Begin the custom white balance procedure by taking a photo of your grey card. If your card doesn’t have a focus pattern, you will have to do this in full manual mode as your camera will not focus without a contrast. Fill the entire frame with the card.
After taking the picture go to the menu and find custom white balance and select it.
The camera will find compatible images, if more than one image appears, choose the photo of your gray card.
Select the image and select OK as shown in the image below.
Verify custom white balance is set as shown below.
If it is not set to custom, go into the white balance menu item and select it.
Verify on your LCD display that custom white balance is selected and you are ready to shoot. Remember that the white balance will need to be recalibrated as lighting conditions change.
To use this feature, you will need to take a photo with the gray card in the scene. You can then synchronize all the images in the set to the same white balance setting. Place the gray card in the scene and take a photo, then remove the card from the scene and take as many shots as you wish. If the lighting changes you will need to take another shot with the gray card in the scene.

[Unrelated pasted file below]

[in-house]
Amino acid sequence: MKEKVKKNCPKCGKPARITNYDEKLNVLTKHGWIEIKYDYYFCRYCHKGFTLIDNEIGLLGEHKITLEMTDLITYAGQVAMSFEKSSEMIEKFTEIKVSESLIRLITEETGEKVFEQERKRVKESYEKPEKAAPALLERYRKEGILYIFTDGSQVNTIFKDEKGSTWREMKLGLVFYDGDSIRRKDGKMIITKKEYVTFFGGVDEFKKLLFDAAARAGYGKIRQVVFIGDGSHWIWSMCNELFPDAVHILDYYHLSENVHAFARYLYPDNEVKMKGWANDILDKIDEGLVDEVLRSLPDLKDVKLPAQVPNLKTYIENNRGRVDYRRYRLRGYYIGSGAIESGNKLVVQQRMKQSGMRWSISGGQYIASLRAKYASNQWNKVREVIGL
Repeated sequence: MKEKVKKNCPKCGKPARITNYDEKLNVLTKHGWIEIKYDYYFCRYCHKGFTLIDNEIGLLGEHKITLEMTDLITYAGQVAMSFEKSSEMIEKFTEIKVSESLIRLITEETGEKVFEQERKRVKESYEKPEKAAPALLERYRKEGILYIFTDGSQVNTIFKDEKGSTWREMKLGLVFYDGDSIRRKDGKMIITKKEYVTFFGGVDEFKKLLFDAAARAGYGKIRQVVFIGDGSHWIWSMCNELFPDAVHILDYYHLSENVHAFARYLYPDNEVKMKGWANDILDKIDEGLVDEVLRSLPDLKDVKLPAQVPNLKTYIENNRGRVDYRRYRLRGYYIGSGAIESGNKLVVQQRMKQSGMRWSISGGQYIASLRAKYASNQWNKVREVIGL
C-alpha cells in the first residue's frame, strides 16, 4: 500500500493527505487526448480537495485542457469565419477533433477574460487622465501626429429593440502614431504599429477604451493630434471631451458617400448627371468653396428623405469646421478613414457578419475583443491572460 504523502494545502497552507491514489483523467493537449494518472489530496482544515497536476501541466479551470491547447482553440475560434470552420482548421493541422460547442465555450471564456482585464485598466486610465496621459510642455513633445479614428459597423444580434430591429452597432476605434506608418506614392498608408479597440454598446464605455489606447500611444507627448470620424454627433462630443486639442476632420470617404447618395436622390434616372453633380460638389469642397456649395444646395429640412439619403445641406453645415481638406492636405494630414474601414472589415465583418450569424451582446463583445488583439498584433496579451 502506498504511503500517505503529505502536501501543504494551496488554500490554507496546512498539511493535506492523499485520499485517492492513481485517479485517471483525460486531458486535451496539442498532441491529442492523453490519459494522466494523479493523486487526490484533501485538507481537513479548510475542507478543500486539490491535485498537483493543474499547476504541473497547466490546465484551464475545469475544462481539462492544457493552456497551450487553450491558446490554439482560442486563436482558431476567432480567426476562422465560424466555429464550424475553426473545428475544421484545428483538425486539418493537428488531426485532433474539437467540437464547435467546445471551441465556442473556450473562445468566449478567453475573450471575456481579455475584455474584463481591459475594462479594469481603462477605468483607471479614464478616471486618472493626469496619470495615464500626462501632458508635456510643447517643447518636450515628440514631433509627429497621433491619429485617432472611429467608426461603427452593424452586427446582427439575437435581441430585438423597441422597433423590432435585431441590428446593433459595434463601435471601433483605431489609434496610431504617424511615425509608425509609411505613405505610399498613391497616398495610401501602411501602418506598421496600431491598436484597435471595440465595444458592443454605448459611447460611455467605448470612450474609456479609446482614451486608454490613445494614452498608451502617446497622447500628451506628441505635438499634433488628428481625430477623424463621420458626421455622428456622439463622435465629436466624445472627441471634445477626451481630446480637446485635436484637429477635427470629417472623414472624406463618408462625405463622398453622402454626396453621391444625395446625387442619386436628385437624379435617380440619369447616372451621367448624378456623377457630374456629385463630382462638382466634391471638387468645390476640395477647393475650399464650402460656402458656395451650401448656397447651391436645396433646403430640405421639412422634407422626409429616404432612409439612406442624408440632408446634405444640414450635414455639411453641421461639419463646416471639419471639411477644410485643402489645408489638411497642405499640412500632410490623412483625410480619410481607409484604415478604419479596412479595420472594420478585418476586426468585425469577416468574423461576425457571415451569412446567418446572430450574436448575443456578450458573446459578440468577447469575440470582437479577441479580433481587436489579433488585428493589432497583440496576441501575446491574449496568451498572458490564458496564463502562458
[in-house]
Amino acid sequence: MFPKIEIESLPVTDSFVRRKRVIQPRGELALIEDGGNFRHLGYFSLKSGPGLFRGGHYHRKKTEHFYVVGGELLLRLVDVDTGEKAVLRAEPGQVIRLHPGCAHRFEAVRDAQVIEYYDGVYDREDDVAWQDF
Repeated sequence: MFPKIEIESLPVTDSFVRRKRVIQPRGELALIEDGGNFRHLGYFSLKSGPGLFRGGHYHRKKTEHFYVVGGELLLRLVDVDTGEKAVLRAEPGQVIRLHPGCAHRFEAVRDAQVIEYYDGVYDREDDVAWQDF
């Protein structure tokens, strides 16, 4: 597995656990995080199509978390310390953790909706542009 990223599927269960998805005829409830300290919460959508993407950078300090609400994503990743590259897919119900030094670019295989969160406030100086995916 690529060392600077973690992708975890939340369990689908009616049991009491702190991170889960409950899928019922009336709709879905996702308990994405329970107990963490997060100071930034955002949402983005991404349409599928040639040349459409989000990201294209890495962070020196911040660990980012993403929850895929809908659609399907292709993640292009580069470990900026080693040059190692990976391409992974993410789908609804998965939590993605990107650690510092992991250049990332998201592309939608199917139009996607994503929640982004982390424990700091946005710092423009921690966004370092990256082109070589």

Import to Lightroom
Import all your images to Lightroom. Open the image that has the gray card in the scene and go to the Develop Module. With the develop module open, look in the right margin in the “Basic” tools section. You will see a dropper tool next to the letters WB (White Balance.) Click on the dropper and drag it over to the gray card in the image you imported. Click on the gray card with the dropper.
Your image is now adjusted to the correct white balance for the conditions that you shot in.
Synchronize All the Photos
After you have set the white balance for the gray card image, you can synchronize all the photos in the group to the same WB setting. At the bottom of the screen, you will see all the images you just imported. The image you just adjusted will be highlighted. Select the remaining images by holding the shift key and clicking on them. When all the images are highlighted, you can then click in “Sync…” at the bottom of the tools column on the right side of the screen. Click on Sync and all the highlighted photos will adjust to the image you calibrated.
As you can see, this method is very quick and easy. The dropper can be used without the gray card in some cases. I have used the WB tool in Lightroom for some underwater images from a scuba trip that I did not have a gray card available. I simply clicked on the sandy sea floor to get a neutral metering. Colors are skewed from the water and by using the dropper tool, I was able to bring back the reds and reduce the blues.
As I stated earlier, WB can also be done in Photoshop as well as other software options. I have touched on the basics of a gray card for white balance. The information available about middle gray, or 18% gray is vast, and the science behind it can fill volumes. The intention in this article was to explain how to use the gray card to calibrate white balance in digital photography.